A relieved Coach Panaggio was happy with a tight victory but knows that away games against Xinjiang and Shanxi are coming round the corner and that his side can’t relax for even a second. ‘I’m very happy with the win but we were somewhat lucky’, he noted in a concise press conference. With the squad still adjusting to the loss of Ryan Forehan-Kelly, the Sharks’ boss was also quick to praise a number of players who have stepped up since the forward injured himself in December, particularly Liu Ziqui, who had a strong defensive game and made the crucial shot to ensure victory for the Sharks; ‘we’re a better team when he’s playing at the level he’s at [right now]‘. The Sharks’ will need all the big contributions they can get now that the post season is getting closer and closer.

Andrew Crawford

Box Score

DongGuan -109 @ Guangsha – 114

The battle of third and fourth place ended with a big home win by Guangsha thanks to a bounceback 28 point, 10 rebound effort by Wilson Chandler. Jin Lipeng, coming off his usual spot on the bench, had a much improved 18 point performance, while Lin Chih-chieh cashed in 23. P.J. Ramos clocked in with a double-double – 21 points and 11 rebounds.

Josh Akognon went off for 40 points, Shavlik Randolph had 29 points and eight rebounds.

With the win, Guangsha is now even with DongGuan in the loss column. But because DongGuan has a larger head-to-head point differential, they own the tiebreaker in the event that both teams finish the year with the same record.

Jon Pastuszek

Box Score

Zhejiang – 104 @ Tianjin – 112

In a shock upset, 14th placed Tianjin took out J.R. Smith and the Zhejiang Chouzhou Golden Bulls. In his first game for Tianjin, newly signed Herve Lamizana thrashed the visitors for 37 points and 12 boards. Donnell Harvey also got into the 30-10 act with 34 points and 12 rebounds.

J.R. Smith went for 37 points on a staggering 19-22 from the free-throw line, but once again it was his sister, Stephanie, who stole the show. Midway through the third quarter, she got into it with several Tianjin fans and before finally exiting, threw up two middle fingers to the entire stadium.

Zhejiang has now lost six out their last eight are currently out of playoffs sitting in ninth place.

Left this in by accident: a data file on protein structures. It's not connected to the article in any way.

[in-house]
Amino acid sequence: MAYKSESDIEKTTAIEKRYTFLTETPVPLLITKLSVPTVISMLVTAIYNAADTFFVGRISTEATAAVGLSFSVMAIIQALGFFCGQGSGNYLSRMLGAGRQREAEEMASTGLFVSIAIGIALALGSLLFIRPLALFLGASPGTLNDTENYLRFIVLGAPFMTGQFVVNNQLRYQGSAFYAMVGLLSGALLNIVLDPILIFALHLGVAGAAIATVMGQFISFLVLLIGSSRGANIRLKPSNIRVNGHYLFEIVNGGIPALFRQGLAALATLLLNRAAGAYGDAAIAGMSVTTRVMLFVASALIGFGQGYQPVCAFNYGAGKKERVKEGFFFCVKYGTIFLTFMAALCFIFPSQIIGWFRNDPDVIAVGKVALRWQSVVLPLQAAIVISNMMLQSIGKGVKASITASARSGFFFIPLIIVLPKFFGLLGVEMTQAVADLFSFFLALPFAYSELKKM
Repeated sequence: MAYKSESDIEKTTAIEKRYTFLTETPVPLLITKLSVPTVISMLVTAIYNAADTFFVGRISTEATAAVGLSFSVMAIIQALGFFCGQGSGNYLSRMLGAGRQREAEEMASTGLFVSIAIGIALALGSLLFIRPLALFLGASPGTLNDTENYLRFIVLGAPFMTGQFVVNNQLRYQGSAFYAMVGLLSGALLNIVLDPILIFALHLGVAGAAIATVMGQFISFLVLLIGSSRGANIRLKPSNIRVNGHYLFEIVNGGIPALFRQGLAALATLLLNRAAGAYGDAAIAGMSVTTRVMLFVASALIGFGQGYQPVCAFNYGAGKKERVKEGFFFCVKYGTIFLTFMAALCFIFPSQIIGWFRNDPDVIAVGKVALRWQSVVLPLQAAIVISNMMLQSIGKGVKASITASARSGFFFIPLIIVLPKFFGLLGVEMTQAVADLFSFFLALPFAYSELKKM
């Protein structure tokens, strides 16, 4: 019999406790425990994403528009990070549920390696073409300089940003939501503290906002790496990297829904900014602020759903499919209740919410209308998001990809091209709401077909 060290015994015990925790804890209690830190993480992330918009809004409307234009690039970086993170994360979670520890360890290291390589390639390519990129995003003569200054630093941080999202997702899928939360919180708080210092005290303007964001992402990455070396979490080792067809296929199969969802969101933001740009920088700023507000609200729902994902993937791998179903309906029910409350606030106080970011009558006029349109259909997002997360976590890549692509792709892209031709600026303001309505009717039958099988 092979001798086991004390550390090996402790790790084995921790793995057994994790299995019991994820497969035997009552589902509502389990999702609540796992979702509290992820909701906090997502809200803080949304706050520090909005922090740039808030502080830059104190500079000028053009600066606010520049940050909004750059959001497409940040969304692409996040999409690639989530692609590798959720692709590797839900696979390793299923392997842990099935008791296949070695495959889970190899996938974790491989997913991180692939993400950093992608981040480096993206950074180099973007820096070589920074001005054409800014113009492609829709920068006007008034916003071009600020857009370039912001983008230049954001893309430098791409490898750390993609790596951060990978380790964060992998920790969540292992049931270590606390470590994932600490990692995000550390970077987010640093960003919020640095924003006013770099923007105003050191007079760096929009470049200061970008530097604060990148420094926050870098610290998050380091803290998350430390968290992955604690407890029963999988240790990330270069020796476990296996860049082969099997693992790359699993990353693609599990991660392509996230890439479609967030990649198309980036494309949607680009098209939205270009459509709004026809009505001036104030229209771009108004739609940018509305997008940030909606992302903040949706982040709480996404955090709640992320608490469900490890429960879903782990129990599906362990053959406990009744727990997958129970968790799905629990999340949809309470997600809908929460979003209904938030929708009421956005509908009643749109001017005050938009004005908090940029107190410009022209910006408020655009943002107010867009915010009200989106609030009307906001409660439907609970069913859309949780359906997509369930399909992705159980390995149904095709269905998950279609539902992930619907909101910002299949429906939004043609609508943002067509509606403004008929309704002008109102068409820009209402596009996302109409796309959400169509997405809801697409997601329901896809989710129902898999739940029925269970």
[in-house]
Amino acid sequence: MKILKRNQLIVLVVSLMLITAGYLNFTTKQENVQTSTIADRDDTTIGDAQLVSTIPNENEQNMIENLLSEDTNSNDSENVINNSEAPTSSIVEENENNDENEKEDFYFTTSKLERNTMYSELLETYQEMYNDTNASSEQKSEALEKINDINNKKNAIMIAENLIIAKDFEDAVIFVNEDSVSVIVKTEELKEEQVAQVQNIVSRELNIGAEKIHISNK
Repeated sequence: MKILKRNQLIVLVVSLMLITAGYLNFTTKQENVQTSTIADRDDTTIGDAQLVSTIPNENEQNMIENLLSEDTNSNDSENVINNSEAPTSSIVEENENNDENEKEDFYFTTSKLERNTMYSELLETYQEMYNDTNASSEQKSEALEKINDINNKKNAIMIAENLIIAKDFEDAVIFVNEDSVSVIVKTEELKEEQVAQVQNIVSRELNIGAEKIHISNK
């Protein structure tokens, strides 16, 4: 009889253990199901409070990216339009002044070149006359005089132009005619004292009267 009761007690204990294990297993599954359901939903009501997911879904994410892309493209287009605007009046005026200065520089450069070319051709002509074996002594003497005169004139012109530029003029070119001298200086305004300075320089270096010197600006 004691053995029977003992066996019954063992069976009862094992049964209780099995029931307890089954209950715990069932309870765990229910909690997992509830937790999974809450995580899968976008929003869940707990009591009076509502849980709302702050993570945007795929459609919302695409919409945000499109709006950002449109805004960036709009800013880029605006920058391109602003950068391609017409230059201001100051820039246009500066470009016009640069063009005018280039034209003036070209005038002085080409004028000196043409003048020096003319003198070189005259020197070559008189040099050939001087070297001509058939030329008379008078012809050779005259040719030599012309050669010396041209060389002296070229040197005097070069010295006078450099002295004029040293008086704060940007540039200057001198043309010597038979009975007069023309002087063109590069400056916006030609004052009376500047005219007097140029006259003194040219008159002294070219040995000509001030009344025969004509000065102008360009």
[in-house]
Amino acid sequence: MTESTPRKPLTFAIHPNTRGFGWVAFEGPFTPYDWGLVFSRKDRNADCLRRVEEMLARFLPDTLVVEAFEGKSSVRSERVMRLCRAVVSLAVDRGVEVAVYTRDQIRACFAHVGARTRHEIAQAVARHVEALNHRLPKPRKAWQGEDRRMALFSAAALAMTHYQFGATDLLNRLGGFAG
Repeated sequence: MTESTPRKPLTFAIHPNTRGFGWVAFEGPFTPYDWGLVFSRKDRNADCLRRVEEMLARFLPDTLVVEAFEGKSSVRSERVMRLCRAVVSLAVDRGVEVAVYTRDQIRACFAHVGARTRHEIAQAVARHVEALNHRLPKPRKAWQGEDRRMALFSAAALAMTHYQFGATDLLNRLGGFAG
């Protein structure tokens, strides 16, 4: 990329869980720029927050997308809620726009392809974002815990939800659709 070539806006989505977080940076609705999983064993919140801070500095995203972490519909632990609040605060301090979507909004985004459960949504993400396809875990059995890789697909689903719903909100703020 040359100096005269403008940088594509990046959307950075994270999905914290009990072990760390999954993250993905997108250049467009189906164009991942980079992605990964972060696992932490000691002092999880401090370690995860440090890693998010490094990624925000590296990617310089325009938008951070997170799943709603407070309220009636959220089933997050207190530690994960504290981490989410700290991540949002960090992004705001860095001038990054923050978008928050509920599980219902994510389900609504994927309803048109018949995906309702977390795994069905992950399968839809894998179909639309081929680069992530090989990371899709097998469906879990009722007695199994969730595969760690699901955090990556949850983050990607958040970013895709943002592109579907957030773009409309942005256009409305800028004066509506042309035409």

Jon Pastuszek

Box Score

Jiangsu – 97 @ Beijing – 116

Jiangsu remains winless on the road and Beijing continues to take steps to lock up the No. 2 seed with plenty of time to spare in the 2011-12 season. Zhai Xiaochuan set a career high with 25 points, a nice accomplishment that was only made nicer by the 12 rebounds he snagged. As they have for most of the year, Beijing got it done with balanced scoring as five players put in double-digit point totals.

Still on the shelf with injuries, Chen Lei an Lee Hsueh-lin did not play. But their returns are expected within a week or two and when they do finally hit the court, they’ll give the Ducks a much needed boost in depth that they sorely lack at the moment.

Box Score

Shanxi – 110 @ Shandong – 125

The Brave Dragons’ Year of the Dragon got off to a terrible start in Shandong after they lost in convincing fashion to team all but mathematically eliminated from playoff contention. In one of the rare games where you’ll see both teams trot out an all Chinese lineup for the first quarter, Shanxi went into the intermission down 16 points before scurrying into the locker room at halftime down 25. Shandong’s Wu Ke, who is averaging 8.5 points on the season, looked like a superstar with a highly efficient 25 points on 7-11 shooting and 13 rebounds. Alan Anderson had 21 and Othello Hunter pitched with a double-double of 19 and 12.

Jon Pastuzsek

Box Score

Foshan – 94 @ Xinjiang – 103

Box Score

Jilin – 94 @ Guangdong – 107

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Qingdao – 103 @ Bayi – 91

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Uncovering the Jiangsu Nangang Dragons “head coach” position

January 26, 2012